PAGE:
Critical CPU vulnerability forces Linux users to slow down their computers
Being a computer security team, we are used to patching the various Linux distros by applying numerous software patches. And the great news is that these updates are often times made available only a few days after the vulnerability is announced. It's what we have come to expect over the years, because several huge enterprises support the Linux operating system, investing generous amounts of money in it.
But now, we are facing a much more serious vulnerability, and it's one that can't be successfully patched through a software update. In fact, the available updates can fix some of the problems, but they will cause more trouble. Here's what has happened.
Whenever a computer application needs to output some data, it will tell the CPU to access the OS kernel, which is the only means of writing data to a file, for example. Then, when the process completes, the kernel will allow the application to regain control and continue to do its thing. Still, the data that was passed by the application to the kernel continues to be stored in a fixed virtual memory address space, because this increases the CPU processing speed.
The method has the potential to decrease access time in a significant way. In theory, it makes no sense at all to allocate a new range of memory cells, and then jump to a different memory address each time your application needs access to the kernel. So, this is the way in which almost all CPUs have been manufactured within the last decade.
But what is the immediate impact of this security flaw for regular business owners? First of all, most cloud computing service providers will be affected by this vulnerability. Think Amazon EC2, Microsoft Azure, Google Compute Engine, and so on; all the businesses that utilize the cloud may have their private data exposed.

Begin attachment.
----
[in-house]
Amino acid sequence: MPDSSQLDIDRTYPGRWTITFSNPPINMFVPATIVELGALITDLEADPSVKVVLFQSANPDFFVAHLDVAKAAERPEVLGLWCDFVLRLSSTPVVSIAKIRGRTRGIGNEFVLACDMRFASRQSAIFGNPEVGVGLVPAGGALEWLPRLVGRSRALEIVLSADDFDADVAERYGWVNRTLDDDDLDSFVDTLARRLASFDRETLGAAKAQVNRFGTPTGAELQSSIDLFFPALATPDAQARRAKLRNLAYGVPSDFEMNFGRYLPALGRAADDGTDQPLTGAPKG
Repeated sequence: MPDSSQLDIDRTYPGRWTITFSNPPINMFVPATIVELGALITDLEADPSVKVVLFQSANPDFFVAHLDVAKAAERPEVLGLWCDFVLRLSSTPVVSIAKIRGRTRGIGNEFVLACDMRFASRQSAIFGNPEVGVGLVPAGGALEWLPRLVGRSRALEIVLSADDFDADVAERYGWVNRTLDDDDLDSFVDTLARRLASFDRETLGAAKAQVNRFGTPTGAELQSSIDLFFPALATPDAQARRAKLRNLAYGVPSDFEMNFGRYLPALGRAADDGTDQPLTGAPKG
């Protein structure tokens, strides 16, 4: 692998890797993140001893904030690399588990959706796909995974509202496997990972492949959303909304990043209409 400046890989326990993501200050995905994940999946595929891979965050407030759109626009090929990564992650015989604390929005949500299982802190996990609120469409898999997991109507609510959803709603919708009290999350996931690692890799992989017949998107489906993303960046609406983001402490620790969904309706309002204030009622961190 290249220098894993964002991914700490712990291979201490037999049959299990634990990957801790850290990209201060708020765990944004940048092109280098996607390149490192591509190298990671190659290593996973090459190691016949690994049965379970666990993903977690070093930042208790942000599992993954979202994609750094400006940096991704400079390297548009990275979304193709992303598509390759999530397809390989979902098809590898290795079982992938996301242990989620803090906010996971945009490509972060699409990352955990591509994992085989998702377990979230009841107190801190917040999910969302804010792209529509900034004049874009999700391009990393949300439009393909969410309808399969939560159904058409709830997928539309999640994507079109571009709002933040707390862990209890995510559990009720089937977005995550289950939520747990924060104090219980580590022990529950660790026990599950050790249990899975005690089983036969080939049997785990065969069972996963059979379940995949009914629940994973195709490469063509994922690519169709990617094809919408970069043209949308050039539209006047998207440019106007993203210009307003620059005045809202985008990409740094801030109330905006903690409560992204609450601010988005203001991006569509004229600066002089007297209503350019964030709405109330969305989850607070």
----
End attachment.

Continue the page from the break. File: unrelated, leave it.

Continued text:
Both Intel's and AMD's CPUs are affected. While most OS makers have already released patches for their products, the speed of most computers will be affected, because the updates force the CPUs to utilize different memory areas for each application call, whenever the kernel needs to take control.
Researchers have put up a dedicated website which presents two related vulnerabilities; here's the link to it. The first vulnerability was named Meltdown, and it affects mostly Intel CPUs, while the second one, codenamed Spectre, affects Intel, AMD and Arm CPUs.
Use this tool to determine if your computer is affected and/or properly patched. It's a Windows tool, because people running the Windows OS are also affected, but the tool will run fine under Wine as well.
People report that the speed of their patched computers has decreased by 5% to 30%. This can mean a lot and significantly slow down performance, especially if your computer utilizes an older CPU. Sadly, there is nothing else that you can do about it. Hopefully, modern generations of processors will run faster and won't have this vulnerability.